There is no alternative work – nothing left for these men to do. And they have given their best – as have their fathers and their fathers’ fathers before them – to help make this industry the proudest Britain has to offer. But of course you know this already, sir, it is not my business to educate you on the matter, merely to remind you of the necessity to reflect on their dedication over the years and on our duty to honour it.

HAROLD. And you do so to great effect, Mr Bailey.

JOHN. Only because I have lived with these people, Mr Pritchard, I am one of them.

HAROLD. Indeed you are.

JOHN. I have known their toil and I recognise them by the sweat of their brow, the strength of their hands and their knowledge of the land.

HAROLD. You are becoming poetical.

JOHN. It is not a pretence, sir. If I speak with some passion it is only because I feel what I say.

HAROLD. I do not doubt your sincerity, Mr Bailey, I only question the way you are using language in order to persuade. And in that effort at least, it may prove to be a waste of your creative endeavours. I’m afraid the situation demands less poetry and more pragmatism; those, unfortunately, are the times in which we live.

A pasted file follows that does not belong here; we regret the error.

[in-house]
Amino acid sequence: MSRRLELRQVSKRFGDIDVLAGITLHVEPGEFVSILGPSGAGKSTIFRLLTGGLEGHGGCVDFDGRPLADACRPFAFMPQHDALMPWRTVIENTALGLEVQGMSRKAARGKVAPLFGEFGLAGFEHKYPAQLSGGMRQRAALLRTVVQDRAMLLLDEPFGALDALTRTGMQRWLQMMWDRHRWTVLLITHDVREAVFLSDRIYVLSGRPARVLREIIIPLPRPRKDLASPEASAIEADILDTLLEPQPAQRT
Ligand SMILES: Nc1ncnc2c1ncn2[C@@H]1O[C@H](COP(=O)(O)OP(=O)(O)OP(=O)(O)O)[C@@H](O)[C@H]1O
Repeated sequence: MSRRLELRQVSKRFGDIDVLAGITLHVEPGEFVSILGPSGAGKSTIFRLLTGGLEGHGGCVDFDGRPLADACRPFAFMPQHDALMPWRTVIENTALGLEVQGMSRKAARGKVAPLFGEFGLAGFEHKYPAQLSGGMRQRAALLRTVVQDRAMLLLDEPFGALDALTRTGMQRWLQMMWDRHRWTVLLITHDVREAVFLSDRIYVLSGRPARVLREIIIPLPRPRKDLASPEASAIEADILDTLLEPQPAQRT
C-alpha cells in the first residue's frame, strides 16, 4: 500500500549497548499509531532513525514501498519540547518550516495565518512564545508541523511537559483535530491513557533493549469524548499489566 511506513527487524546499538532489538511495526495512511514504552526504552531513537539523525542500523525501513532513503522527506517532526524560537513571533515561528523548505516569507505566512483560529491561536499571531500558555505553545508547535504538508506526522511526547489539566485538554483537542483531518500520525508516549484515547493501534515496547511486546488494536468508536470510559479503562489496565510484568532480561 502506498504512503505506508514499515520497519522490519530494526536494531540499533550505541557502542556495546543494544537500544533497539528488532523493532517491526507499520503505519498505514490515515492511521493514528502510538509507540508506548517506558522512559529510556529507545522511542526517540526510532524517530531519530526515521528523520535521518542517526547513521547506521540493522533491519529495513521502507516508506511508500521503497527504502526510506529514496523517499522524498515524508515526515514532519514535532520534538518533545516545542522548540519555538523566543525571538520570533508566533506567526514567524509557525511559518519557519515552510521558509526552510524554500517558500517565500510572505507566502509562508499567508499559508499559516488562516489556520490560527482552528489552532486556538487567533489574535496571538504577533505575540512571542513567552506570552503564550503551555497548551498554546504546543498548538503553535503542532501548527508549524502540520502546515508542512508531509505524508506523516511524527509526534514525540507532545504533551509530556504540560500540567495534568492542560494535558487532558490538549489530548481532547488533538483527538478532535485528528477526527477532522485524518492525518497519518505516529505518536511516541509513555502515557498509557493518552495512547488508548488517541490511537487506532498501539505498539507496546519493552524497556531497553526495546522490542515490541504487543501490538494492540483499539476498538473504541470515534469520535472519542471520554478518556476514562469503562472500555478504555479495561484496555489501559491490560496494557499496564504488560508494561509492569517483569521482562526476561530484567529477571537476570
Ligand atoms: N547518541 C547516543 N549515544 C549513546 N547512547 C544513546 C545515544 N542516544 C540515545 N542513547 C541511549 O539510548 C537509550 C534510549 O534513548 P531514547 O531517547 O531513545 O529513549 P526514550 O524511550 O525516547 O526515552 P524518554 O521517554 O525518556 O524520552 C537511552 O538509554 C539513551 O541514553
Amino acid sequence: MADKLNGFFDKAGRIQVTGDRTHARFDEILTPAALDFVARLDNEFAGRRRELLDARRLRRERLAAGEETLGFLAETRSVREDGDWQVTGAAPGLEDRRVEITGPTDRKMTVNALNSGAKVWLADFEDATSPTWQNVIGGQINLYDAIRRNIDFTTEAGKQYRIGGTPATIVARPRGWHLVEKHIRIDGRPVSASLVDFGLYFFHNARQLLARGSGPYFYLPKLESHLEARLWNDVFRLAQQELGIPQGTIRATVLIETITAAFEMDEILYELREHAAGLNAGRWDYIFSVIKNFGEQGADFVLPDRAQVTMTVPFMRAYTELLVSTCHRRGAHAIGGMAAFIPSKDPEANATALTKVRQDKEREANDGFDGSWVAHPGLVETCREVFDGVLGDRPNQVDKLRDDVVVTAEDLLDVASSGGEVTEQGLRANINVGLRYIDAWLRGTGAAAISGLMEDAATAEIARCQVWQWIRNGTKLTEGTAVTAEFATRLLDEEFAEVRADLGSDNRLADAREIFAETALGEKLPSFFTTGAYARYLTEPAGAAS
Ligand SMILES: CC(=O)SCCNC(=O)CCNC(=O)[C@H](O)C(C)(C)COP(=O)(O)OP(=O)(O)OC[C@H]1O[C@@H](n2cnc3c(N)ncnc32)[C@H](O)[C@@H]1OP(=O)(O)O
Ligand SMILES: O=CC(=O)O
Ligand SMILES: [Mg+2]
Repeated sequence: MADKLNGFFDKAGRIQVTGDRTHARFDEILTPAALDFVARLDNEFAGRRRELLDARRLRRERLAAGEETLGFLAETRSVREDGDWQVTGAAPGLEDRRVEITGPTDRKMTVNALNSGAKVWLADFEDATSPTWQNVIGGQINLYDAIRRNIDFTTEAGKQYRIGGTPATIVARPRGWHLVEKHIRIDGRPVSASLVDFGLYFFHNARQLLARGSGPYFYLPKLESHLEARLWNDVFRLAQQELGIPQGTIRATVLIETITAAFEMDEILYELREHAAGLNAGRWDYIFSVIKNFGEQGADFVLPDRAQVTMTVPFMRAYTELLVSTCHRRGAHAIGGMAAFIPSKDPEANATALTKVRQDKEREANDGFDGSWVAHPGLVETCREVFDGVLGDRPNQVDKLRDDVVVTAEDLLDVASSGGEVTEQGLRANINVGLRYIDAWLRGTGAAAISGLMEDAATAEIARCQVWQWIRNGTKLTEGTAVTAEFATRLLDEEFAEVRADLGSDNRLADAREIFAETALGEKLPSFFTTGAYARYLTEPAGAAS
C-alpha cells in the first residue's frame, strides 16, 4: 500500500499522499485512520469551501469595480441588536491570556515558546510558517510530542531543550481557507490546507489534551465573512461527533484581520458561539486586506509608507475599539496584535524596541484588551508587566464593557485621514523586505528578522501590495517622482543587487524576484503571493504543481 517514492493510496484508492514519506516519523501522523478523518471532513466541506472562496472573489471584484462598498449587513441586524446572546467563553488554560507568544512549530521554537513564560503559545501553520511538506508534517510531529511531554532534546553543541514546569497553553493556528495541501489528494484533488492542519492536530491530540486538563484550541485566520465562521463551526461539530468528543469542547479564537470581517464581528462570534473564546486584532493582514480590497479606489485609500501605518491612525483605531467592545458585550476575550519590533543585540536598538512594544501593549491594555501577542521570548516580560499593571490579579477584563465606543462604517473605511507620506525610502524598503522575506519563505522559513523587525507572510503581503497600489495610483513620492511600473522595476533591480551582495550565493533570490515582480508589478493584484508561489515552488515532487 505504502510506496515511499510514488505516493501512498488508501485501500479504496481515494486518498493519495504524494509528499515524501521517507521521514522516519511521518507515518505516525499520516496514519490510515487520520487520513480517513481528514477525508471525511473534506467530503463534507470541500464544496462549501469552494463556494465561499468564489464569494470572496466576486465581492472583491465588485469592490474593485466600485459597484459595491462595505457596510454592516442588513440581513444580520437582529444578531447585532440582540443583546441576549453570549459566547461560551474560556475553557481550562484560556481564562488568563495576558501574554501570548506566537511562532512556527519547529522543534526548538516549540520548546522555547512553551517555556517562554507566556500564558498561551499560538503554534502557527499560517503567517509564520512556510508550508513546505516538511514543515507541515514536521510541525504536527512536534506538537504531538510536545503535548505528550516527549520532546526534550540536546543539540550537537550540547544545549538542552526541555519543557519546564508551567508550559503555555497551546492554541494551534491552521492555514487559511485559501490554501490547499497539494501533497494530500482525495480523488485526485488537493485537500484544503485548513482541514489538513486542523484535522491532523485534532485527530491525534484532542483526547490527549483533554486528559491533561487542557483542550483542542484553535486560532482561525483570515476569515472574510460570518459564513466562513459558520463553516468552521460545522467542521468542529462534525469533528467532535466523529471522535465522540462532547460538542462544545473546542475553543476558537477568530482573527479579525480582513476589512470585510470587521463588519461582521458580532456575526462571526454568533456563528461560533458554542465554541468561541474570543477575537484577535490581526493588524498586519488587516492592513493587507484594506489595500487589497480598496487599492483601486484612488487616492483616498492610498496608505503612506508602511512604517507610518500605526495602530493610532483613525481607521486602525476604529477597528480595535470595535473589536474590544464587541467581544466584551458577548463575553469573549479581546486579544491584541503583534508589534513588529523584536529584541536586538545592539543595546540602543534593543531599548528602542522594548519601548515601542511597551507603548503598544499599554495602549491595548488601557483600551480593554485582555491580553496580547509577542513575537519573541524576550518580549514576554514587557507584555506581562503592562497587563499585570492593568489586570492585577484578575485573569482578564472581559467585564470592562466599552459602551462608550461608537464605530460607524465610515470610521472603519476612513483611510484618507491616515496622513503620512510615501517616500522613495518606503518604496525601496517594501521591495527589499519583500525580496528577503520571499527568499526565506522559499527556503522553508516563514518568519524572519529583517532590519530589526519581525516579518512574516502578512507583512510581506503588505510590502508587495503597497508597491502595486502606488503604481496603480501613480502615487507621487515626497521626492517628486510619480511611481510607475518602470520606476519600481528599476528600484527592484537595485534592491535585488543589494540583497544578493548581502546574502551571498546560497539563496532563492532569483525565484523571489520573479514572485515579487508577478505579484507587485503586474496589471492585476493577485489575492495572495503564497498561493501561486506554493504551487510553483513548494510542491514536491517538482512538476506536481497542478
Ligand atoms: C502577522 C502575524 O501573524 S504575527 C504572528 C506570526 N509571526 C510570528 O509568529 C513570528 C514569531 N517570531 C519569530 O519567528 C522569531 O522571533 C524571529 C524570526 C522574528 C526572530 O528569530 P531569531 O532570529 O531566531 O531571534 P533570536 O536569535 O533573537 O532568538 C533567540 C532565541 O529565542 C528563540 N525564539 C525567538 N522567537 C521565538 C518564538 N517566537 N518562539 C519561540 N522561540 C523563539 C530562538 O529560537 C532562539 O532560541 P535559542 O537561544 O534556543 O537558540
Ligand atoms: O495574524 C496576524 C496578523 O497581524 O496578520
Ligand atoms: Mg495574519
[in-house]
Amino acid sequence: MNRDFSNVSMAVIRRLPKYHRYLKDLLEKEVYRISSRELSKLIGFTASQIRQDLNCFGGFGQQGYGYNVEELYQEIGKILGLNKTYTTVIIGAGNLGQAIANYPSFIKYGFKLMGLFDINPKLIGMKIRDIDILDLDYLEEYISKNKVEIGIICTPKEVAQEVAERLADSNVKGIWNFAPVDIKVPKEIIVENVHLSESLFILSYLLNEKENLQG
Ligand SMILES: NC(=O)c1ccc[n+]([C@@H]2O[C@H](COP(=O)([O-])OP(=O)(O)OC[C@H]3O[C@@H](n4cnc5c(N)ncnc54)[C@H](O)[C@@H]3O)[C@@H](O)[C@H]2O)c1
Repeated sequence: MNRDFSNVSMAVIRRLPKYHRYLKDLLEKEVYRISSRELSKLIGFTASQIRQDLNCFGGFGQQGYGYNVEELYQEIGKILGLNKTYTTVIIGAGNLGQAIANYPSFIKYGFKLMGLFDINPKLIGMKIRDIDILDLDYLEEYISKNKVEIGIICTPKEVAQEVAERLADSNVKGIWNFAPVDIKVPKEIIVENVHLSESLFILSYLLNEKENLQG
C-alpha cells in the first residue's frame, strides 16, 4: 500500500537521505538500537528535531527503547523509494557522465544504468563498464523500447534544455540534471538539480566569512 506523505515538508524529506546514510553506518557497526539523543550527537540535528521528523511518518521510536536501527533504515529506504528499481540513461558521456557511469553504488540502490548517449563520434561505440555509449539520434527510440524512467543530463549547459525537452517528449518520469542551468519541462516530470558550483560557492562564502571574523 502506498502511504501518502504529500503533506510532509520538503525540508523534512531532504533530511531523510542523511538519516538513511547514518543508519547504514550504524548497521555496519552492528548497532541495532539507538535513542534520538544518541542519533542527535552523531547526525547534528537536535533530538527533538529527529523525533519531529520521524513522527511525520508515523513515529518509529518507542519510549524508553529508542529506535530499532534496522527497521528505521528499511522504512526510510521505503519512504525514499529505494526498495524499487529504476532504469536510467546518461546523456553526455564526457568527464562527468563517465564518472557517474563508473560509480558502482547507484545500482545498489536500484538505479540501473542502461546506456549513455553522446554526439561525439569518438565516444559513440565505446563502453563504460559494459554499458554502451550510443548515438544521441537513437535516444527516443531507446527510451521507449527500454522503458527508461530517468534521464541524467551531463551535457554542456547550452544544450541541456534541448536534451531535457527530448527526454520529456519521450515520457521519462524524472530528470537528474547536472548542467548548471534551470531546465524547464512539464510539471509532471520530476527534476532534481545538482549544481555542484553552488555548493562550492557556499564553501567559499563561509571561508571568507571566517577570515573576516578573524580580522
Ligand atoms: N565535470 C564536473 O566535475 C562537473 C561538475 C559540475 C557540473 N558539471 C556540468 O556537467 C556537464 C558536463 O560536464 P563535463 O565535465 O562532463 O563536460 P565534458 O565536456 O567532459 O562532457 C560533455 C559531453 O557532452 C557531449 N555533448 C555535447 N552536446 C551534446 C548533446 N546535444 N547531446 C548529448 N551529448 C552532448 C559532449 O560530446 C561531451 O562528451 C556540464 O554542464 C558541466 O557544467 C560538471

JOHN. I stopped by Ramshaw Drift on my way here, sir. There was a problem with one of the cutters – the one I mentioned to you last week, do you remember? – and so I needed to inspect it and ascertain that it was in working order once again, which indeed it was.

HAROLD. Well, that’s reassuring.

JOHN. And as I was leaving I noticed Alfie Shaw walking homewards. His shift had just finished and I caught sight of him by the edge of the road and asked him if he wanted a lift in the motor.

HAROLD. Good man.

JOHN. Alfie Shaw, sir – he was the red-haired lad who impressed us all a couple of autumns ago when he helped pull out that poor boy who broke his leg on his very first day. Brought him out on his shoulders like an Achilles.

HAROLD. And now you are invoking mythology.

JOHN. So I drove him to his cottage and he asked me in for a quick brew. I wouldn’t usually have taken the time, Mr Pritchard, only I was keen not to give offence and made myself promise that it would be a quick one and as I wasn’t expected here till six and a half o’clock I scurried in for a cup of tea.

HAROLD. You did well, Mr Bailey.

JOHN. And it was then that I remembered that Alfie Shaw was recently widowed. His young wife – a pretty thing she was though always weak in constitution – succumbed